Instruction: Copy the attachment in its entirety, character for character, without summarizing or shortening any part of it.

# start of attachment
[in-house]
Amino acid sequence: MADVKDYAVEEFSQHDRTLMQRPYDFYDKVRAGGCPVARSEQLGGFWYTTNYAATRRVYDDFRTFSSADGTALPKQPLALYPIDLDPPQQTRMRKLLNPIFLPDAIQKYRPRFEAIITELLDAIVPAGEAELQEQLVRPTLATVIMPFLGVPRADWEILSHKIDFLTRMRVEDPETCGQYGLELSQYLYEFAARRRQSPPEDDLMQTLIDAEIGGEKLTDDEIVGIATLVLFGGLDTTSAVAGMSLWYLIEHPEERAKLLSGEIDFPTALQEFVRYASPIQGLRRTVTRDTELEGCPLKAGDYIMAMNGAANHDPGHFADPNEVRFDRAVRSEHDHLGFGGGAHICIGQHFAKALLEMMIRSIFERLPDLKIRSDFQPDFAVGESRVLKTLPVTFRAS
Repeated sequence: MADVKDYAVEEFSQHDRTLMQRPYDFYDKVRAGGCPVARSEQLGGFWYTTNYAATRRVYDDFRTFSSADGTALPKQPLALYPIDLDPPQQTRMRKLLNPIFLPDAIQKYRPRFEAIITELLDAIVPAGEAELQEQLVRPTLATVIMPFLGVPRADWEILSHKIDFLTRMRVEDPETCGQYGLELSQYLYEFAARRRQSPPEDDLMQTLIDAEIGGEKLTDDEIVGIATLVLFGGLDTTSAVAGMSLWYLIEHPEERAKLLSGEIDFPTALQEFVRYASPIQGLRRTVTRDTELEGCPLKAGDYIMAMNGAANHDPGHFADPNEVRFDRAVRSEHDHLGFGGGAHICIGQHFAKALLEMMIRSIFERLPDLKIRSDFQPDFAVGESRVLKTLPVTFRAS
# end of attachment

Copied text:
[in-house]
Amino acid sequence: MADVKDYAVEEFSQHDRTLMQRPYDFYDKVRAGGCPVARSEQLGGFWYTTNYAATRRVYDDFRTFSSADGTALPKQPLALYPIDLDPPQQTRMRKLLNPIFLPDAIQKYRPRFEAIITELLDAIVPAGEAELQEQLVRPTLATVIMPFLGVPRADWEILSHKIDFLTRMRVEDPETCGQYGLELSQYLYEFAARRRQSPPEDDLMQTLIDAEIGGEKLTDDEIVGIATLVLFGGLDTTSAVAGMSLWYLIEHPEERAKLLSGEIDFPTALQEFVRYASPIQGLRRTVTRDTELEGCPLKAGDYIMAMNGAANHDPGHFADPNEVRFDRAVRSEHDHLGFGGGAHICIGQHFAKALLEMMIRSIFERLPDLKIRSDFQPDFAVGESRVLKTLPVTFRAS
Repeated sequence: MADVKDYAVEEFSQHDRTLMQRPYDFYDKVRAGGCPVARSEQLGGFWYTTNYAATRRVYDDFRTFSSADGTALPKQPLALYPIDLDPPQQTRMRKLLNPIFLPDAIQKYRPRFEAIITELLDAIVPAGEAELQEQLVRPTLATVIMPFLGVPRADWEILSHKIDFLTRMRVEDPETCGQYGLELSQYLYEFAARRRQSPPEDDLMQTLIDAEIGGEKLTDDEIVGIATLVLFGGLDTTSAVAGMSLWYLIEHPEERAKLLSGEIDFPTALQEFVRYASPIQGLRRTVTRDTELEGCPLKAGDYIMAMNGAANHDPGHFADPNEVRFDRAVRSEHDHLGFGGGAHICIGQHFAKALLEMMIRSIFERLPDLKIRSDFQPDFAVGESRVLKTLPVTFRAS